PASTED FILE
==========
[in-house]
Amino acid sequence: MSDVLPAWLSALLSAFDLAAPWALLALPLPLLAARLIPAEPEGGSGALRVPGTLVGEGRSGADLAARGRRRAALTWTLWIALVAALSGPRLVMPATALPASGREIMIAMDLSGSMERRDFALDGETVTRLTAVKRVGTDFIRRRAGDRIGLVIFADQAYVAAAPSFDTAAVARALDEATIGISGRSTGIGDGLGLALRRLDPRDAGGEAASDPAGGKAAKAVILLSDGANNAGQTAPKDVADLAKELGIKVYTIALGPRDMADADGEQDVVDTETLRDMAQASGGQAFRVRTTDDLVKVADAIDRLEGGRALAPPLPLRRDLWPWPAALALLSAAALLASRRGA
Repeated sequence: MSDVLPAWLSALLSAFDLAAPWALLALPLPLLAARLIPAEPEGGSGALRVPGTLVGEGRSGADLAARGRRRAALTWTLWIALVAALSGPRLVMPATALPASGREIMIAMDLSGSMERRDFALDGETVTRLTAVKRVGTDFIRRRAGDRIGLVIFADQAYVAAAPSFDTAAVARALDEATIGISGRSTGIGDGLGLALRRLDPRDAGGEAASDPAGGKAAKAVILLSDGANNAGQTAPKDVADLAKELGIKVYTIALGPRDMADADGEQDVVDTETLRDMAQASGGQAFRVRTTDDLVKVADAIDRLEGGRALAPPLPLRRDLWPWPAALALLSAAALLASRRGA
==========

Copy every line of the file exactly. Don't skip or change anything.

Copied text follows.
[in-house]
Amino acid sequence: MSDVLPAWLSALLSAFDLAAPWALLALPLPLLAARLIPAEPEGGSGALRVPGTLVGEGRSGADLAARGRRRAALTWTLWIALVAALSGPRLVMPATALPASGREIMIAMDLSGSMERRDFALDGETVTRLTAVKRVGTDFIRRRAGDRIGLVIFADQAYVAAAPSFDTAAVARALDEATIGISGRSTGIGDGLGLALRRLDPRDAGGEAASDPAGGKAAKAVILLSDGANNAGQTAPKDVADLAKELGIKVYTIALGPRDMADADGEQDVVDTETLRDMAQASGGQAFRVRTTDDLVKVADAIDRLEGGRALAPPLPLRRDLWPWPAALALLSAAALLASRRGA
Repeated sequence: MSDVLPAWLSALLSAFDLAAPWALLALPLPLLAARLIPAEPEGGSGALRVPGTLVGEGRSGADLAARGRRRAALTWTLWIALVAALSGPRLVMPATALPASGREIMIAMDLSGSMERRDFALDGETVTRLTAVKRVGTDFIRRRAGDRIGLVIFADQAYVAAAPSFDTAAVARALDEATIGISGRSTGIGDGLGLALRRLDPRDAGGEAASDPAGGKAAKAVILLSDGANNAGQTAPKDVADLAKELGIKVYTIALGPRDMADADGEQDVVDTETLRDMAQASGGQAFRVRTTDDLVKVADAIDRLEGGRALAPPLPLRRDLWPWPAALALLSAAALLASRRGA